Subhuti said: No, World-honored One. Wherefore? Because there is no such condition as that called "Perfective Enlightenment." World-honored one, if a holy one of Perfective Enlightenment said to himself "such am I," he would necessarily partake of the idea of an ego-entity, a personality, a being, or a separated individuality. World-honored One, when the Buddha declares that I excel amongst holy men in the Yoga of perfect quiescence, in dwelling in seclusion, and in freedom from passions, I do not say within myself: I am a holy one of Perfective Enlightenment, free from passions. World-honored One, if I said within myself: Such am I; you would not declare: Subhuti finds happiness abiding in peace, in seclusion in the midst of the forest. This is because Subhuti abides nowhere: therefore he is called, "Subhuti, Joyful-Abider-in-Peace, Dweller-in-Seclusion-in-the-Forest."

 

Section Ten

Setting Forth Pure Lands

Buddha said: Subhuti, what do you think? In the remote past when the Tathágata was with Dîpankara Buddha, did he have any degree of attainment in the Good Law?

No, World-honored One. When the Tathágata was with Dîpankara Buddha he had no degree of attainment in the Good Law.

Subhuti, what do you think? Does a Bodhisattva set forth any majestic Buddha-lands?

No, World-honored One. Wherefore? Because setting forth majestic Buddha-lands is not a majestic setting forth; this is merely a name.

Then Buddha continued: Therefore, Subhuti, all Bodhisattvas, lesser and great, should develop a pure, lucid mind, not depending upon sound, flavor, touch, odor, or any quality. A Bodhisattva should develop a mind which alights upon no thing whatsoever; and so should he establish it. Subhuti, this may be likened to a human frame as large as the mighty Mount Sumeru. What do you think? Would such a body be great?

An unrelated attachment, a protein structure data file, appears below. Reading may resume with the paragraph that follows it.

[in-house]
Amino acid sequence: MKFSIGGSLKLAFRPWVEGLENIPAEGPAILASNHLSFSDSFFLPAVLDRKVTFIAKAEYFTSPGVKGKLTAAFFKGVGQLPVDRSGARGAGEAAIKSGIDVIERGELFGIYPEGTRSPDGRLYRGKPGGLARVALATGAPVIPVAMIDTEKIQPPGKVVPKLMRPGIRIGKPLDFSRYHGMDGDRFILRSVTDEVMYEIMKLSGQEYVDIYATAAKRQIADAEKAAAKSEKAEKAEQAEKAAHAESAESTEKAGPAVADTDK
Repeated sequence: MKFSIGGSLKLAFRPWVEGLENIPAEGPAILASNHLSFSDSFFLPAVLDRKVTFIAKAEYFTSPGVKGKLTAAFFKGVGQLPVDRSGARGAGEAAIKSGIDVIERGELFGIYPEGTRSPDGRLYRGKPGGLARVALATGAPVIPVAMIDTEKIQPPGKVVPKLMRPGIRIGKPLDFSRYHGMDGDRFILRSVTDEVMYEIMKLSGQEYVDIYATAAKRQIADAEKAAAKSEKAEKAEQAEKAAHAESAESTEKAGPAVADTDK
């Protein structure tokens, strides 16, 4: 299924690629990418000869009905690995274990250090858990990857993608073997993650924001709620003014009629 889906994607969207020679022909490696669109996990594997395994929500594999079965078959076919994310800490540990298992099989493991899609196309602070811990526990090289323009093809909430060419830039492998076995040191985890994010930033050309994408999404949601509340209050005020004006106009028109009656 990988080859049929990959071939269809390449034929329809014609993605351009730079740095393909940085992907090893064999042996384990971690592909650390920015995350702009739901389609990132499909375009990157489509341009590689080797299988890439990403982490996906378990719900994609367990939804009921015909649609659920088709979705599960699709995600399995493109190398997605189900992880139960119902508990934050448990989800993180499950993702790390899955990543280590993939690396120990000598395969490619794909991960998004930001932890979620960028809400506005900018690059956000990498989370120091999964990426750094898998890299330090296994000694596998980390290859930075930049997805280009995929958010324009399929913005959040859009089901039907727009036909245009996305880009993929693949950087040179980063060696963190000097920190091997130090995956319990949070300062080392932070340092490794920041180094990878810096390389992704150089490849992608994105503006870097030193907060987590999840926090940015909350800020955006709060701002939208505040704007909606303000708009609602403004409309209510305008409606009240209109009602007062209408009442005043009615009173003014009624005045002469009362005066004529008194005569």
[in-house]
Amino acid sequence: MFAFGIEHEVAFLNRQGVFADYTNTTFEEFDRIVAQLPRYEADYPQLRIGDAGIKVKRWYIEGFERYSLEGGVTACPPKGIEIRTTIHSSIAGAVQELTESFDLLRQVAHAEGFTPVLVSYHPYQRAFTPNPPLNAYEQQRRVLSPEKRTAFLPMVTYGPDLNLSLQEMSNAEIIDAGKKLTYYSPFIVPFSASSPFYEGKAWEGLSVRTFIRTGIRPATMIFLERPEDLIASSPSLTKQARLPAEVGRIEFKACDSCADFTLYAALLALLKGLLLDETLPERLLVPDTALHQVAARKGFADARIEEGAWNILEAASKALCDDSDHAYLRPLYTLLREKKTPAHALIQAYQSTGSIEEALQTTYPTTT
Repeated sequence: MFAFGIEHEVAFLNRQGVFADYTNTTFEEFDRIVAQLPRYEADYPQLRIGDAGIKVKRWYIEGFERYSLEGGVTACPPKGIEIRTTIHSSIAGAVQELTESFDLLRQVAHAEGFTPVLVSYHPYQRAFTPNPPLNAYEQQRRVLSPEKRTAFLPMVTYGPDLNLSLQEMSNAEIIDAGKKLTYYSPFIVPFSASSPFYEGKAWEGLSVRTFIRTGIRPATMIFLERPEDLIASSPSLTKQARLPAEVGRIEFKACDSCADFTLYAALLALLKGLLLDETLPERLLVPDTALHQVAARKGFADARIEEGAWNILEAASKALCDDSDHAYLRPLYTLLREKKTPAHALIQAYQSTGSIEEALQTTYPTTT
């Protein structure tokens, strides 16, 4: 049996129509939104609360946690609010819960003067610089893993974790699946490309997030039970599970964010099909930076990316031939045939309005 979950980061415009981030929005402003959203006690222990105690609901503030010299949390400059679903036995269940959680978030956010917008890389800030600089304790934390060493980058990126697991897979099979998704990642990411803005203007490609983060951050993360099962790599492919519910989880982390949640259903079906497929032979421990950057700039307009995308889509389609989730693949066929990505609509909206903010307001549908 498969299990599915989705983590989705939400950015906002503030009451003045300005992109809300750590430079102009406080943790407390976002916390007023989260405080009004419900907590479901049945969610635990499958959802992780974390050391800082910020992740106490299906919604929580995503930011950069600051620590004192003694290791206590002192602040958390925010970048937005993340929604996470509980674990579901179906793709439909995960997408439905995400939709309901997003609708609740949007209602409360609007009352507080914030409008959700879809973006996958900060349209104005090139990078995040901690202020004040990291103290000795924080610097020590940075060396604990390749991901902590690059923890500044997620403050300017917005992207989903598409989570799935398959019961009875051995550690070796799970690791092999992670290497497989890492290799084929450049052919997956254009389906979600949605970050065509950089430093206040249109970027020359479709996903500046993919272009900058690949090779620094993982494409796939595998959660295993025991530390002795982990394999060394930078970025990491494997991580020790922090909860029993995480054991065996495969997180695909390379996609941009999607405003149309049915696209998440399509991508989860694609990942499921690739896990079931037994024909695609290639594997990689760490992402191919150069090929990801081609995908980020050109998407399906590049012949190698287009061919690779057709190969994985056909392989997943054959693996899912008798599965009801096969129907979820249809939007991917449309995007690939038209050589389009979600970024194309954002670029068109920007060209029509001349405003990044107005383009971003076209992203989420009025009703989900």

Subhuti replied: Great indeed, World-honored One. This is because Buddha has explained that no body is called a great body. 

 

Section Eleven

The Superiority of Unformulated Truth

Subhuti, if there were as many Ganges rivers as the sand-grains of the Ganges, would the sand-grains of them all be many?

Subhuti said: Many indeed, World-honored One! Even the Ganges rivers would be innumerable; how much more so would be their sand-grains?

Subhuti, I will declare a truth to you. If a good man or good woman filled three thousand galaxies of worlds with the seven treasures for each sand-grain in all those Ganges rivers, and gave all away in gifts of alms, would he gain great merit?

Subhuti answered: Great indeed, World-honored One!

Then Buddha declared: Nevertheless, Subhuti, if a good man or good woman studies this Discourse only so far as to receive and retain four lines, and teaches and explains them to others, the consequent merit would be far greater.